Mesenchymal Stem Cells Adhesion on Micro-to-Nano-Scaled Hierarchical Ti Implants Fabricated by Powder Metallurgy and Anodization
The osseointegration of titanium (Ti) implants highly depends on their surface properties, including roughness, wettability and composition. Ti surfaces with micron-scale roughness have demonstrated more rapid bone apposition compared with polished ones. Besides, Ti implants with nanostructured surface also exhibit better cell adhesion and proliferation behavior. However, the optimal surface for bone regeneration is still unknown, partly due to the difficulty in fabricating surfaces with highly reproducible micron-and nanotopography. In this study, Ti implants with two hierarchies of roughness were fabricated by powder metallurgy, followed by anodization treatment to obtain self-assembled TiO2 nanotubes on the micro-roughened surface. X-ray diffraction (XRD), scanning electron microscopy (SEM), 3D Laser Scanning Microscope (3D LSM), and fluorescence microscope were used to investigate the properties of the samples. Ra of the powder metallurgy surface was about 5 μm, while, nanotubes of around 100 nm in diameter were observed after the anodization process. Compared with the reference samples, i.e., the ones with either smooth or single-level-structure surfaces, the ones with micro-to-nanoscaled hierarchical topography exhibited lower contact angle, higher protein adsorption and significantly improved mesenchymal stem cells (MSCs) early adhesion.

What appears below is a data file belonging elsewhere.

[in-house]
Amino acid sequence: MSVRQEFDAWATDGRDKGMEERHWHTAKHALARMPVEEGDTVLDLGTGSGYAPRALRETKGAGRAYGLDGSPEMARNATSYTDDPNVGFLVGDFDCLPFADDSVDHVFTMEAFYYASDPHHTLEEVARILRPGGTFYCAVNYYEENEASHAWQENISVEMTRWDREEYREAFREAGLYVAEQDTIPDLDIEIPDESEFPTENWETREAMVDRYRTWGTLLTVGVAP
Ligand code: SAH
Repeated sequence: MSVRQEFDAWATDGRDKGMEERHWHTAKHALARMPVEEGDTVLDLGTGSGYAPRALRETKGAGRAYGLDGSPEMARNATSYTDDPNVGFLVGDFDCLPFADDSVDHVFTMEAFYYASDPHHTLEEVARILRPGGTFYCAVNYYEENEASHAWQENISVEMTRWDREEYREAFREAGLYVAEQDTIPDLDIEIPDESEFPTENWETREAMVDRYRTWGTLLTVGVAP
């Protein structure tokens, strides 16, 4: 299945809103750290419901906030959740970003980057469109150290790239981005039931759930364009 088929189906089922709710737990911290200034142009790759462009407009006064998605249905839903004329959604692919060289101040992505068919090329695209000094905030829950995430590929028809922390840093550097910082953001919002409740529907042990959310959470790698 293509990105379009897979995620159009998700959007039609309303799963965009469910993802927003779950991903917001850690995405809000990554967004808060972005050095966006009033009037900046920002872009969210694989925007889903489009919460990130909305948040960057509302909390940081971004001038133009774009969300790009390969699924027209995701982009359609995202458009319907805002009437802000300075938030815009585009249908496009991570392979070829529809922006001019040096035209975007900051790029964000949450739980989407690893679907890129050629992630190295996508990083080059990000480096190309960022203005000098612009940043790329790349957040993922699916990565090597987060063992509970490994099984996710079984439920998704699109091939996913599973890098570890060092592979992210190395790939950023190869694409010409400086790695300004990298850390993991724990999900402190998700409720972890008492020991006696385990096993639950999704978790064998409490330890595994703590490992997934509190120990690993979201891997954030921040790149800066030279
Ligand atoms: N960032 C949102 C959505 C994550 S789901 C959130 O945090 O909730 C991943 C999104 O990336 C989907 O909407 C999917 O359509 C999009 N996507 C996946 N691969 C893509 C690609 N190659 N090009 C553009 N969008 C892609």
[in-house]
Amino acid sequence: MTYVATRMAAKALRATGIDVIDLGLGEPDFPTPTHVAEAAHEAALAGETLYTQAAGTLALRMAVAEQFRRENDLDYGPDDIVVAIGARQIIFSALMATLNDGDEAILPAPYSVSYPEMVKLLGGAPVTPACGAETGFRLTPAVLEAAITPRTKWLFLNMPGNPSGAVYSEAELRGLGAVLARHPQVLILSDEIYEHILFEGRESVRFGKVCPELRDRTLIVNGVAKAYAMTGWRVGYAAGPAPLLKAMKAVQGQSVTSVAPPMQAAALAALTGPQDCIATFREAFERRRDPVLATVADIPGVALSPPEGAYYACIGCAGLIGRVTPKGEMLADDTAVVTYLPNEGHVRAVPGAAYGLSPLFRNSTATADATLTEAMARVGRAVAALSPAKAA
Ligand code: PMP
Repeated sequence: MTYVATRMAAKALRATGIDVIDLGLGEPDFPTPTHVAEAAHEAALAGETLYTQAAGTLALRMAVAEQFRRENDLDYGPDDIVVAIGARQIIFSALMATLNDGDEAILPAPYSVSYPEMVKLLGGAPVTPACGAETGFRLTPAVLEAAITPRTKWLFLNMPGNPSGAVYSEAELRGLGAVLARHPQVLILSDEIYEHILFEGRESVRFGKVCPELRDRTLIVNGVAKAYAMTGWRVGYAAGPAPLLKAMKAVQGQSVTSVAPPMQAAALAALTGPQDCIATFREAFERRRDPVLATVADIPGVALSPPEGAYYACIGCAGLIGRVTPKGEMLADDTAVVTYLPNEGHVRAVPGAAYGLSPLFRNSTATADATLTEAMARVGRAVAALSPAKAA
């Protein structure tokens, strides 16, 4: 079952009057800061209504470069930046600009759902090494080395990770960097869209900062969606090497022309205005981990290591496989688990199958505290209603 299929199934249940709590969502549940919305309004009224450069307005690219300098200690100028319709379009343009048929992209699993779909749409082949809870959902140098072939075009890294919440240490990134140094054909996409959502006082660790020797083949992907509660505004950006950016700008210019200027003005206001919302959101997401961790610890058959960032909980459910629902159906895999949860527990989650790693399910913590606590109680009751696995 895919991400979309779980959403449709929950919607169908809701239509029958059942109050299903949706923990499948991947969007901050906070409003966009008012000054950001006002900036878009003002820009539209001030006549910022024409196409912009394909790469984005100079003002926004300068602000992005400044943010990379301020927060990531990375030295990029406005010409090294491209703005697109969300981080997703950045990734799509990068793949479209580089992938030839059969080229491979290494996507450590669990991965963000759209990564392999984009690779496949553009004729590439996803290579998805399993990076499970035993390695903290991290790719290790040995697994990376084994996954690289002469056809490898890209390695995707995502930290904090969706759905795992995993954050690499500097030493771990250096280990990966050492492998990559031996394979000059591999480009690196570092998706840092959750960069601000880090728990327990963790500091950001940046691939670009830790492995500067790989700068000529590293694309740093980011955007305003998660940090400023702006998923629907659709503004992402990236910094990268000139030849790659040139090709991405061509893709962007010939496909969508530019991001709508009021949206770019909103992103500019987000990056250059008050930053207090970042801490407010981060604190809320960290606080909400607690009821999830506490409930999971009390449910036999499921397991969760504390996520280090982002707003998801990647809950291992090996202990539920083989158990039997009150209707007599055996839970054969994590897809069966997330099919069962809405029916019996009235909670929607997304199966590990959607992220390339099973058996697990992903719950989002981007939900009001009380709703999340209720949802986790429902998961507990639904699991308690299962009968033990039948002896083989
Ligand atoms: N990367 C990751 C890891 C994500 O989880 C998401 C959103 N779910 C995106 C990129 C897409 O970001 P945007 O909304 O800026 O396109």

Huiping Tang, Ma Qian, Yong Liu, Peng Cao and Gang Chen
D. P. Zhao et al., "Mesenchymal Stem Cells Adhesion on Micro-to-Nano-Scaled Hierarchical Ti Implants Fabricated by Powder Metallurgy and Anodization", Key Engineering Materials, Vol. 770, pp. 70-79, 2018